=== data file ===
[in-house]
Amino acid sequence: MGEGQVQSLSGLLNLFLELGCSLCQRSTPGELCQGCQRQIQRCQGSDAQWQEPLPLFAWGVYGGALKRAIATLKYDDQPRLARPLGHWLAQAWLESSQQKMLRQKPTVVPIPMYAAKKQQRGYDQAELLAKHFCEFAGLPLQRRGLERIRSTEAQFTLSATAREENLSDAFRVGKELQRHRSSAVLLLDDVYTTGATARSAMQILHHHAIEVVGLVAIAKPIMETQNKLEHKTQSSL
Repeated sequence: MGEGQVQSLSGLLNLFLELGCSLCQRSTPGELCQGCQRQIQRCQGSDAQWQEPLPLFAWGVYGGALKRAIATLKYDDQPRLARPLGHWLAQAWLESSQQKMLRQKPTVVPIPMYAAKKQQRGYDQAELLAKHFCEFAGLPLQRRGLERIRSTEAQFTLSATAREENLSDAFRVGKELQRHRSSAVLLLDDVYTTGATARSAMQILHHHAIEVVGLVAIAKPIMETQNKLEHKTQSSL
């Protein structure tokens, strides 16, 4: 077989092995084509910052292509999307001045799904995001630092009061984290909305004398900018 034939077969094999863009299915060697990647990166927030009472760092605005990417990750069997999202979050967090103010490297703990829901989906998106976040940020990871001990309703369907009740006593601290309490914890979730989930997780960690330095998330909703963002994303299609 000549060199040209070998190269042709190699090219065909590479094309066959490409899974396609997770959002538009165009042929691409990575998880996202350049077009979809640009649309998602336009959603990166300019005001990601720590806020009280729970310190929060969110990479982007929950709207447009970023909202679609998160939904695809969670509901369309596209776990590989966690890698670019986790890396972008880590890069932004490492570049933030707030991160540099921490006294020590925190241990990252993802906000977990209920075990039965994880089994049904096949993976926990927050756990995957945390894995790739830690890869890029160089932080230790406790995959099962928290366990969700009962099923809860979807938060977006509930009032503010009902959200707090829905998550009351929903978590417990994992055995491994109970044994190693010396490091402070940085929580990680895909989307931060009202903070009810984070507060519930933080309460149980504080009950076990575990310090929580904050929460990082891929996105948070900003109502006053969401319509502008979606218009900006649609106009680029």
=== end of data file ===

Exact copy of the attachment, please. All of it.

[in-house]
Amino acid sequence: MGEGQVQSLSGLLNLFLELGCSLCQRSTPGELCQGCQRQIQRCQGSDAQWQEPLPLFAWGVYGGALKRAIATLKYDDQPRLARPLGHWLAQAWLESSQQKMLRQKPTVVPIPMYAAKKQQRGYDQAELLAKHFCEFAGLPLQRRGLERIRSTEAQFTLSATAREENLSDAFRVGKELQRHRSSAVLLLDDVYTTGATARSAMQILHHHAIEVVGLVAIAKPIMETQNKLEHKTQSSL
Repeated sequence: MGEGQVQSLSGLLNLFLELGCSLCQRSTPGELCQGCQRQIQRCQGSDAQWQEPLPLFAWGVYGGALKRAIATLKYDDQPRLARPLGHWLAQAWLESSQQKMLRQKPTVVPIPMYAAKKQQRGYDQAELLAKHFCEFAGLPLQRRGLERIRSTEAQFTLSATAREENLSDAFRVGKELQRHRSSAVLLLDDVYTTGATARSAMQILHHHAIEVVGLVAIAKPIMETQNKLEHKTQSSL
């Protein structure tokens, strides 16, 4: 077989092995084509910052292509999307001045799904995001630092009061984290909305004398900018 034939077969094999863009299915060697990647990166927030009472760092605005990417990750069997999202979050967090103010490297703990829901989906998106976040940020990871001990309703369907009740006593601290309490914890979730989930997780960690330095998330909703963002994303299609 000549060199040209070998190269042709190699090219065909590479094309066959490409899974396609997770959002538009165009042929691409990575998880996202350049077009979809640009649309998602336009959603990166300019005001990601720590806020009280729970310190929060969110990479982007929950709207447009970023909202679609998160939904695809969670509901369309596209776990590989966690890698670019986790890396972008880590890069932004490492570049933030707030991160540099921490006294020590925190241990990252993802906000977990209920075990039965994880089994049904096949993976926990927050756990995957945390894995790739830690890869890029160089932080230790406790995959099962928290366990969700009962099923809860979807938060977006509930009032503010009902959200707090829905998550009351929903978590417990994992055995491994109970044994190693010396490091402070940085929580990680895909989307931060009202903070009810984070507060519930933080309460149980504080009950076990575990310090929580904050929460990082891929996105948070900003109502006053969401319509502008979606218009900006649609106009680029």